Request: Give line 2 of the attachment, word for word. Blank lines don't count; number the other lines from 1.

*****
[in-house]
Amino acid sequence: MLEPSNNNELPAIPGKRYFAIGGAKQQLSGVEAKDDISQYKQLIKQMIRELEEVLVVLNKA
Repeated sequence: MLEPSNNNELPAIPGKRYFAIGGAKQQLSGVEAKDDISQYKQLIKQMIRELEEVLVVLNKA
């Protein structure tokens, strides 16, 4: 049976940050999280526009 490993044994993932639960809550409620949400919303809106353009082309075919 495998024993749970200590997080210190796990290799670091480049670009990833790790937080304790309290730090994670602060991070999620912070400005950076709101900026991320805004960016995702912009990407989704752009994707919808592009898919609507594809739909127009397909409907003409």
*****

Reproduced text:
Amino acid sequence: MLEPSNNNELPAIPGKRYFAIGGAKQQLSGVEAKDDISQYKQLIKQMIRELEEVLVVLNKA